Former Prime Minister of Malaysia Najib Razak has been identified by the US Securities and Exchange Commission (SEC) as receiving kickbacks from bonds raised by investment bank Goldman Sachs.
According to filings by the SEC on Tuesday, millions of dollars were transferred to shell companies controlled by scandal-embroiled 1Malaysia Development Berhad (1MDB) officials. On top of that, US$1.3 million (S$1.76 million) was used to purchase jewellery from a New York jeweller for Najib’s wife Rosmah Mansor.
The filing indicated that former Goldman Sachs executive Tim Leissner misappropriated over US$2.7 billion (S$3.66 billion) of the US$6.5 billion (S$8.81 billion) in bond transactions, which was then distributed to officials in Abu Dhabi and Malaysia including Najib.
The ex-premier is currently standing trial in Malaysia on corruption charges for accepting RM42 million (S$13.76 million) from SRC International, a subsidiary of 1MDB.
The filing by the SEC added that Mr Leissner had also paid kickbacks to others who participated in the scheme as well as their family members.
“Leissner knew that a large portion of the proceeds of Project Maximus would be illegally diverted to himself and others including government officials through shell companies beneficially owned and controlled by himself and others,” SEC said.
Project Maximus is the internal code name used by Goldman Sachs for the bond issue that the bank facilitated.
“Leissner also knew at the time that Najib Razak and government officials from Abu Dhabi and 1MDB officials would receive money from the proceeds of Project Maximus that passed through various shell companies.”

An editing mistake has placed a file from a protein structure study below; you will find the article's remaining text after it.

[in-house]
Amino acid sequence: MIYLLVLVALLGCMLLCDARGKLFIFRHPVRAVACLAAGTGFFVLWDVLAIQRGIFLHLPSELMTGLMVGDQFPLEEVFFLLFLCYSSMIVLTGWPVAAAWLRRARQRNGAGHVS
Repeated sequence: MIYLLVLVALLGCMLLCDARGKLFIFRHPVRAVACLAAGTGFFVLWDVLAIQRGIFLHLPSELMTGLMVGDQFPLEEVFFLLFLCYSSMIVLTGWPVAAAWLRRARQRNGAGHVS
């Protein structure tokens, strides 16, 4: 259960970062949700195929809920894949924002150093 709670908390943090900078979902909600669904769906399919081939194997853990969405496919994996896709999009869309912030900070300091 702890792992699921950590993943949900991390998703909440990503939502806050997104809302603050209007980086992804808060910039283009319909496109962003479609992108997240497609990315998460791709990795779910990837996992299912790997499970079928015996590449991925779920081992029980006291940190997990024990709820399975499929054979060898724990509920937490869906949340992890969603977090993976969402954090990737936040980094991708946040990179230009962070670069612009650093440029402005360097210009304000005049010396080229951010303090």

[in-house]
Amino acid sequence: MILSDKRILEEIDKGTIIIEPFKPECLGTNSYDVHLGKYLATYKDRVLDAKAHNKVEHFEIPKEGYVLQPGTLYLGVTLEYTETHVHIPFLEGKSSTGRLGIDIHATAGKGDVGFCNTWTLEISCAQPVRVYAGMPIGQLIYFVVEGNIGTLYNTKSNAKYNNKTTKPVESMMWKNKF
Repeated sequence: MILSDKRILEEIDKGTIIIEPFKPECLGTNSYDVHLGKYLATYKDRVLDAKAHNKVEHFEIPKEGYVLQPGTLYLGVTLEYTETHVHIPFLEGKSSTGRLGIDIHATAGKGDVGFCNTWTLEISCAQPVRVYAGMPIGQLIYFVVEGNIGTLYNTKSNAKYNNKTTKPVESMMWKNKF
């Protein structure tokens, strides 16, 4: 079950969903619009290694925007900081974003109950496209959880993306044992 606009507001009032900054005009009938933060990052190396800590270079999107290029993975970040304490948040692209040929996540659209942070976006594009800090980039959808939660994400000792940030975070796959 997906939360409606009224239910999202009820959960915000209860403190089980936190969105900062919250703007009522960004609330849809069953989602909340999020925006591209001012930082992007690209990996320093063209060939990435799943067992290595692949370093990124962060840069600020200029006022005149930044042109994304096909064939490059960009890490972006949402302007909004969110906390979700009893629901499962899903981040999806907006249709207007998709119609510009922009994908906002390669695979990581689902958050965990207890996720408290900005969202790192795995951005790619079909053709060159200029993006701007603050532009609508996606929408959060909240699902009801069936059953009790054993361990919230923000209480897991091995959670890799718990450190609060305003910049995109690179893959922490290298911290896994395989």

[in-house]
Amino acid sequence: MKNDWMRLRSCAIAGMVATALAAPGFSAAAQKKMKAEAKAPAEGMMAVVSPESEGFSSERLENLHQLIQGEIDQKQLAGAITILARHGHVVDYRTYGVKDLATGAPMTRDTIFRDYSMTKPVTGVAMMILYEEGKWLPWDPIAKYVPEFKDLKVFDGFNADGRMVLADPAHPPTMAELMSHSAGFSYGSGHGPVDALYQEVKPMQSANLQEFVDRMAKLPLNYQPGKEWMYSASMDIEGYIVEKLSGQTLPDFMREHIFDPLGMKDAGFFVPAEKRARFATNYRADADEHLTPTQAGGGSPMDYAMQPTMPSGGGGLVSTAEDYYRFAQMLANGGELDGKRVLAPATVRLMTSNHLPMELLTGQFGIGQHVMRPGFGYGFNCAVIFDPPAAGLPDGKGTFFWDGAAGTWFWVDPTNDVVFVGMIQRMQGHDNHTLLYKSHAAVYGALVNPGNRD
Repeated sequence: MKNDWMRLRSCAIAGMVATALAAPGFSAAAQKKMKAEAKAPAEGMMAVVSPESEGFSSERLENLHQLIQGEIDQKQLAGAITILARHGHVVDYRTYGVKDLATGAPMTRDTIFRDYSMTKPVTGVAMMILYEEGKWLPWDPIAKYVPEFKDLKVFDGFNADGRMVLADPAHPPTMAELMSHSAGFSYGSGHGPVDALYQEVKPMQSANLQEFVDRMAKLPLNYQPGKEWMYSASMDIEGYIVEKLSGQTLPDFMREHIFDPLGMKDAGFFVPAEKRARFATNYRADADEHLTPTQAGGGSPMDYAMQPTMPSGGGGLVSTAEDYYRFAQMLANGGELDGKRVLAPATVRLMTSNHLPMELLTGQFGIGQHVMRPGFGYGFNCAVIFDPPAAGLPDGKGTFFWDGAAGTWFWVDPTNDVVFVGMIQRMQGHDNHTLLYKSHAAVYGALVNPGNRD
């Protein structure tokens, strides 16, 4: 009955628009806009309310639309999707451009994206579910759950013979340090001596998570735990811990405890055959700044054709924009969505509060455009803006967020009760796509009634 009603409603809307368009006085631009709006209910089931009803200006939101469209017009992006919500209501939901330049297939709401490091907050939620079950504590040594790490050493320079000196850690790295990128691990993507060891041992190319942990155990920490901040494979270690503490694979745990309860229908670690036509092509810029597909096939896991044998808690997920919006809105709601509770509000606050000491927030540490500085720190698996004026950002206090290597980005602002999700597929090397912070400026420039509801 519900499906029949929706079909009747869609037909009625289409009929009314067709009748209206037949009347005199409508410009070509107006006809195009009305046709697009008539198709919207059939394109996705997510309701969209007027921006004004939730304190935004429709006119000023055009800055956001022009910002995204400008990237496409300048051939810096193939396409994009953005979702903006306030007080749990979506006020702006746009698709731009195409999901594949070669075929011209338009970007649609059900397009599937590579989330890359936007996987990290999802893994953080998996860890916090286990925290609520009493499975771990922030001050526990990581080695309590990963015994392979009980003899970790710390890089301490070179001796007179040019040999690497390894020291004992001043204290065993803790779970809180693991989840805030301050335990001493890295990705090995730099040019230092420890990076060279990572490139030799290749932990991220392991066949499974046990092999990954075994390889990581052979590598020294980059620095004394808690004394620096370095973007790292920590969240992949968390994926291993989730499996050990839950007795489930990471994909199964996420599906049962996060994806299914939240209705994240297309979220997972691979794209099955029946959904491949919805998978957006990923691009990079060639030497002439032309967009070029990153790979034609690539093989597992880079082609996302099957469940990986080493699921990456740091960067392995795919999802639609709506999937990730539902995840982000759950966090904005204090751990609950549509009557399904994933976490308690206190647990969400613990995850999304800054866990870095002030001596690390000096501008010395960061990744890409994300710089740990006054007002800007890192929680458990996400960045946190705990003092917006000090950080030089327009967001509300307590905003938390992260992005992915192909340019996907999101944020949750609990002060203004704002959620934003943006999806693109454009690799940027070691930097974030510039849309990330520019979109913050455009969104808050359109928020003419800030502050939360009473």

“Along with Low Taek Jho or Jho Low and others, it was Leissner’s intended purpose that the payments were to flow to these government officials to influence them to execute the bond transaction with Goldman Sach.”
“A close relative of Najib Razak and a senior official with the Middle Eastern Sovereign Wealth Fund, were among others who had received some of these funds,” said the filing.
The SEC made the filing after it announced that the charges against Mr Leissner for engaging in a corruption scheme had been settled. In addition to a permanent bar from the securities industries for violating anti-bribery laws in the US, Mr Leisser is required to pay disgorgement of US$43.7 million (S$59.25 million). The amount will be offset by amounts paid in pursuant to a forfeiture order as part of a resolution in a parallel criminal action by the US Department of Justice.
Charles Cain, SEC Enforcement Division unit chief said in a statement that Mr Leissner had abused his leadership role in the investment bank by engaging in a massive bribery scheme which targeted the highest level of two foreign governments.